mukanya - 25 February 2014

so zrp had 20% share in the deal? is that allowed at does the police investigate a case it has interest?who lied to president mugabe.may president mugabe name those who lied to him.why has president mugabe not deal with those who lied to him.

mukanya - 25 February 2014

wat kind of a president ventures into a business deal that have national effect without thorough probe. ndobasa reCIO iroro kwete kuuraya vanhu. problem ndeyekuti matibili thinks he owns this our Zimbabwe. iwe nkabetayi ka...the people are angry.

kunyepa - 25 February 2014

How can ZRP have a 20% stake in a mine. This is totally out of this world. Anyway, how much does ZRP generate in traffic fines and how is the money accounted for since it is not surrendered to treasury. The talk of fighting corruption in Zim is child's play bcoz all the structures and mechanisms for its perpetuation are intact.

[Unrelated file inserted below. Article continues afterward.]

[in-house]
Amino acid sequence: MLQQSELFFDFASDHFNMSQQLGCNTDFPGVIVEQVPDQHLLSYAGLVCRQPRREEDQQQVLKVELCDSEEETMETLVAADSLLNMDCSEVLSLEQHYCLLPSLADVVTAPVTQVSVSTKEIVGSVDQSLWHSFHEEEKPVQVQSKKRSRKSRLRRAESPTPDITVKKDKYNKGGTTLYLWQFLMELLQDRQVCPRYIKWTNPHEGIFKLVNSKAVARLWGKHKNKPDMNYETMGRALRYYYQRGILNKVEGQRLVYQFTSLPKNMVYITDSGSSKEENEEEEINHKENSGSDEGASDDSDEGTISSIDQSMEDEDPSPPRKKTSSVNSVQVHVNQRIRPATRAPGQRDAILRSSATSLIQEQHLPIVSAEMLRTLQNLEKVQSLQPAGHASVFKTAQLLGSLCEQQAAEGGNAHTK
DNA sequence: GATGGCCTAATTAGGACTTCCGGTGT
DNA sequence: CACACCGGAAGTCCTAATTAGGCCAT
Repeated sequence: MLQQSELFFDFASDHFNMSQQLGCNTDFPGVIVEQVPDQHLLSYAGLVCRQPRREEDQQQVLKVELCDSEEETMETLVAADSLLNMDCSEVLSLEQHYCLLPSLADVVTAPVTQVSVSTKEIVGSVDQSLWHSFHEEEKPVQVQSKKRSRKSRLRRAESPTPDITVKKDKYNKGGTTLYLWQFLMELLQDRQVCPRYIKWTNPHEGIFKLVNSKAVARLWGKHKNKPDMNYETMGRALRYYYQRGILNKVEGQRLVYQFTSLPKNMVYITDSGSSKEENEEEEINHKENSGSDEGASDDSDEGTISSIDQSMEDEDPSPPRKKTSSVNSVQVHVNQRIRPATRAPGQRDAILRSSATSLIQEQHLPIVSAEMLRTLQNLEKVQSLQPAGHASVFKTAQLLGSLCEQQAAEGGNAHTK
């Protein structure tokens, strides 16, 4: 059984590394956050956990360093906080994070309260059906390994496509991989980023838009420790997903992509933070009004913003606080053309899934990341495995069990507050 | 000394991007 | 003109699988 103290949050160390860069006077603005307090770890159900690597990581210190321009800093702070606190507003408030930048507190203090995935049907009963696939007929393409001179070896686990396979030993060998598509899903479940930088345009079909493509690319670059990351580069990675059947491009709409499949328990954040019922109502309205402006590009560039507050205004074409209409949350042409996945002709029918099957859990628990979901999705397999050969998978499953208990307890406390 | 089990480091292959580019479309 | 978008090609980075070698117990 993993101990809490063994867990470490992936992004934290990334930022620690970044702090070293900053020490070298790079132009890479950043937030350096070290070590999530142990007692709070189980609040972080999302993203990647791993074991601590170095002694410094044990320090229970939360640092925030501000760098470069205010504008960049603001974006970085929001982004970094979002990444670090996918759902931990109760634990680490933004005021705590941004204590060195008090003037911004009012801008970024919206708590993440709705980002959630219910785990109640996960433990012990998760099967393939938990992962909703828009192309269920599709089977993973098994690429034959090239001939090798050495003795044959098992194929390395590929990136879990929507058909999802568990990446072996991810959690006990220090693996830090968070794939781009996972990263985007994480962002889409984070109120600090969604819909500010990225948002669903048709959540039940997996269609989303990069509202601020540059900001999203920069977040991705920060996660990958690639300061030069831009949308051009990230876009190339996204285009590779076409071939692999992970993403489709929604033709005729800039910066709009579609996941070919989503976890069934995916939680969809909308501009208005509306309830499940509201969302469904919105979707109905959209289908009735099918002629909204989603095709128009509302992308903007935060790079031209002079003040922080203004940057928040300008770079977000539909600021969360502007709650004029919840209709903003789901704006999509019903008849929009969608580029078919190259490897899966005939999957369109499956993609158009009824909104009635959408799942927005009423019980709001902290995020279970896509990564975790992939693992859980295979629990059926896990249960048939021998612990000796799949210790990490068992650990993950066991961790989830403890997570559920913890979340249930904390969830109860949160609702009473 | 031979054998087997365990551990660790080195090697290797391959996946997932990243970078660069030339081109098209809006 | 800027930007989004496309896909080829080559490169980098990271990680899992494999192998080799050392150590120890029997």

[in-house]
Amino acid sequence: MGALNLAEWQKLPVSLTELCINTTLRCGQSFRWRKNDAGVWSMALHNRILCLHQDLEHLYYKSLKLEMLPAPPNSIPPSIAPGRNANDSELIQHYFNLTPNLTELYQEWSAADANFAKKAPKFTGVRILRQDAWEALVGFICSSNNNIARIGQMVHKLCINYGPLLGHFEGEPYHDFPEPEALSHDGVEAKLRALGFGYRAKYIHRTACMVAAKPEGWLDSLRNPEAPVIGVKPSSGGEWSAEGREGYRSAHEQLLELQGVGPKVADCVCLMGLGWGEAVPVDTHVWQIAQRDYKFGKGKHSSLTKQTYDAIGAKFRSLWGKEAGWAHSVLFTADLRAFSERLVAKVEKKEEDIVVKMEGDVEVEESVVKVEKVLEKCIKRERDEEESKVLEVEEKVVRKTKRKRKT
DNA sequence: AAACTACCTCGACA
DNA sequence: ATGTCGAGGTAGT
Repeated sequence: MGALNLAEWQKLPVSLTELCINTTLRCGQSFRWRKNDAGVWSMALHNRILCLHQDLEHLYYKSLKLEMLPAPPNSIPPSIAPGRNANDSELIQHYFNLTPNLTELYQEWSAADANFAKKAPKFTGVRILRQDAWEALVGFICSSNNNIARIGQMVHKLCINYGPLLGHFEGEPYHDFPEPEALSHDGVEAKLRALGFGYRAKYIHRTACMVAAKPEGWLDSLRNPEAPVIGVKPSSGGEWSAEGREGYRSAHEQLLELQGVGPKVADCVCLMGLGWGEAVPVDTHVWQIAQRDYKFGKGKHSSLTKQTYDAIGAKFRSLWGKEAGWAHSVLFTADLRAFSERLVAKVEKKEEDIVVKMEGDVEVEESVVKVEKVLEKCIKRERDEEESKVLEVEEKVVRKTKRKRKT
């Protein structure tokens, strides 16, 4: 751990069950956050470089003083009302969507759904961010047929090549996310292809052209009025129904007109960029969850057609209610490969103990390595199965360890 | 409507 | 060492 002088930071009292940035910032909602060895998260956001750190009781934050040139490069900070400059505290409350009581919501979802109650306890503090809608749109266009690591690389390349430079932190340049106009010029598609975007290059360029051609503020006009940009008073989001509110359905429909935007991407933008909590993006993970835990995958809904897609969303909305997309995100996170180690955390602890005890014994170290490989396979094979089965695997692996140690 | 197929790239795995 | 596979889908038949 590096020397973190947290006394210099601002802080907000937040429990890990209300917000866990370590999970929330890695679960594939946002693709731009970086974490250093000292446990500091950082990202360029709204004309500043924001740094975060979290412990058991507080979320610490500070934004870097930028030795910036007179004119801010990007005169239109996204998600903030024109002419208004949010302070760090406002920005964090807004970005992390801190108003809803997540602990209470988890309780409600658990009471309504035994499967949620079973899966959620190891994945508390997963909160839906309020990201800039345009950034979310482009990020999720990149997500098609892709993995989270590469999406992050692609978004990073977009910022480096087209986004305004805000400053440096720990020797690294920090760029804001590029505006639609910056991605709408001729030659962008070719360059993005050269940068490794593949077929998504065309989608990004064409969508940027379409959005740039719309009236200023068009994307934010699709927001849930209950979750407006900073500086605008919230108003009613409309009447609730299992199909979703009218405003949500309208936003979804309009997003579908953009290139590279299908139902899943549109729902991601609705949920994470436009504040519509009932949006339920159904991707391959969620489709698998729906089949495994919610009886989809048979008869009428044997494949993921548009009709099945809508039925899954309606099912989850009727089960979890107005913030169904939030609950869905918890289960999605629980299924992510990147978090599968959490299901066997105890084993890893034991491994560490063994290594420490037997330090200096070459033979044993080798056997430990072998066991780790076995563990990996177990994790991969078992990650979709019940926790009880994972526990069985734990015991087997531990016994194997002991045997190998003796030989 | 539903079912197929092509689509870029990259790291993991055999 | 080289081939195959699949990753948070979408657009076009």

Rook - 25 February 2014

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Get your roof fixed - 25 February 2014

lets pray for the country

MOYU - 25 February 2014

So ZRP an interested part to the deal investigastes its dealing with doubious characters? Is there any transparency?

Pablo Augustus - 25 February 2014

thats zanu pf at its best. more to come

peter matibiri - 25 February 2014

At list he has the decency of admitting he was wrong in the public and lets not forget that the President cannot handle all the issues that happens in the country, he has Ministers that act on his behalf and we cannot really expect him to investigate each and every issue he is told so ascertain that its true b4 he goes public with it. I think its the Ministers that need to do their ground work first before they go to him and tell him a story.

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J musara - 26 February 2014

Can anyone understand what the old man is saying?Is this old age or a deliberate attempt to muddy the waters?

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Jonsor - 27 February 2014

Gentleman Mugabe's lieutenants are not advising him correctly,so that trust is being betrayed

Joseph Manjoro - 1 March 2014